Date: Jun 24, 2022

Stereotactic radiotherapy for lung cancer has seen an increase in the number of cases treated, especially in elderly patients. In addition, the indication for stereotactic body radiotherapy(SBRT) for oligometastatic cases is rapidly expanding, as well as an increasing number of SBRT treatments in the abdominal region. For SBRT in the abdominal region and lower lung field, measures against the respiratory motion are important. Synchrony® is a technology that enables tracking and irradiation of moving targets. It is expected to guarantee the dose to the moving tumor and reduce the irradiation volume of normal tissues. However, to provide safe and reliable treatment, it is necessary to understand the Synchrony mechanism and its characteristics. 

The Shizuoka Cancer Center, Japan has been delivering SBRT using Synchrony on the Radixact® Treatment Delivery System since 2021. 

Join Hideyuki Harada, M.D., Ph.D., and Tetsuya Tomida, MSc., who will share their initial experience utilizing Synchrony technology.

The presentation will include: 
- The commissioning process. What the Shizuoka Cancer Center has learned from patient QA and additional validation.
- CT simulation for Synchrony (Introduction of the Shizuoka Cancer Center method).
- Importance of Synchrony simulation
- Introduction of SBRT using Synchrony (Lung tumor: Lung with respiratory, Adrenal tumor: Fiducial respiratory)
- Introduction of cases in which Synchrony was judged to be unsuitable during the simulation and treatment period.

This webinar will provide practical and technical information for SBRT treatment delivery using Synchrony on the Radixact Treatment Delivery System.

Dr. Harada

Hideyuki Harada, M.D., Ph.D., Chief, Division of Radiation Therapy, Shizuoka Cancer Center, Japan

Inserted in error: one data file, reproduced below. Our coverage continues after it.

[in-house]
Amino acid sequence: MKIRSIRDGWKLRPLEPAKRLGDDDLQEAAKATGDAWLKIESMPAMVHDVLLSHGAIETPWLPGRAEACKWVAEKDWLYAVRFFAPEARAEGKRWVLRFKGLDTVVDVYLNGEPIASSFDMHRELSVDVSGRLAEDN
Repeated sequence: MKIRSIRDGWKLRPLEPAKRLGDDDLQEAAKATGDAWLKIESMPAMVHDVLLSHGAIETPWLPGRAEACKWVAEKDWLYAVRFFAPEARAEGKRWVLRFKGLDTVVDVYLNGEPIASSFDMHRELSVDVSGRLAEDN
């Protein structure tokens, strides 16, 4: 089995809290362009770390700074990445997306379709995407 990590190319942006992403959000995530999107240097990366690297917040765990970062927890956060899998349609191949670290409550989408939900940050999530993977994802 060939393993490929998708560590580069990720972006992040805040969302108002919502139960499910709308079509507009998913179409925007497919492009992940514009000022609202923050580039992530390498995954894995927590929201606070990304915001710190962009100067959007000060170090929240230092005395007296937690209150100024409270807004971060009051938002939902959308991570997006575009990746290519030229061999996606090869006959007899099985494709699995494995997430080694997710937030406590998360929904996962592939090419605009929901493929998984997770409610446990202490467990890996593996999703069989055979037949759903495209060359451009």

Dr. Harada is the Chief, Radiation Oncologist, Division of Radiation Therapy, Shizuoka Cancer Center, Shizuoka, Japan, and he has held this position since 2015. Dr. Harada received his M.D., in 1999 and was awarded a Ph.D. in 2010, receiving both awards from Hamamatsu University School of Medicine. He is a board-certified member of the Japanese Board of Radiology - Therapeutic Radiology, the Japanese Board of Radiation Oncology, and the Japanese Board of Cancer Therapy. He is a member of the Japan Radiological Society, Japanese Society for Therapeutic Radiology and Oncology, Japan Society of Clinical Oncology, Japan Lung Cancer Society and International Member, American Society for Therapeutic Radiology and Oncology. His fields of expertise are in high-precision radiation therapy, lung cancer, sarcoma, and brain tumors.

Dr. Tomida

Tetsuya Tomida, MSc., Radiologic Technologist, Medical Physicist, Quality Control Specialist, Division of Radiation Therapy, Shizuoka Cancer Center, Japan

Tetsuya Tomida is a Medical Physicist at Shizuoka Cancer Center, Japan since 2003. He graduated from Ibaraki Prefectural University of Health Sciences, Graduate School of Health Sciences, Master of Sciences in Radiological Sciences in 2003. His current areas of research are Flattening Filter Free Beam, respiratory migration velocity of tumors using 4DCT and setup errors. He has experience in proton therapy. He started up a CT co-located linac and studied the effect of setup errors on dose distribution. He has also carried out research on automatic exposure control of diagnostic CT, and research on ultra-early phase in contrast-enhanced MRI of the breast. 

Prof. Onishi

Moderated by: Hiroshi Onishi, M.D., Professor, and Chairman, Department of Radiology, Vice-director of School Medicine, University of Yamanashi, Yamanashi, Japan

Prof. Hiroshi Onishi, is Professor and Chairman, Department of Radiology, University of Yamanashi, and Vice-director of School Medicine at the University of Yamanashi.

Prof. Hiroshi Onishi is a board member of JASTRO and is a chairman of the Health Insurance Committee. He is a specialist in SBRT, particularly for lung cancer. He first showed the minimum required dose of SBRT for stage I non-small cell lung cancer (NSCLC), and his papers have been referred to in the NCCN guideline for NSCLC.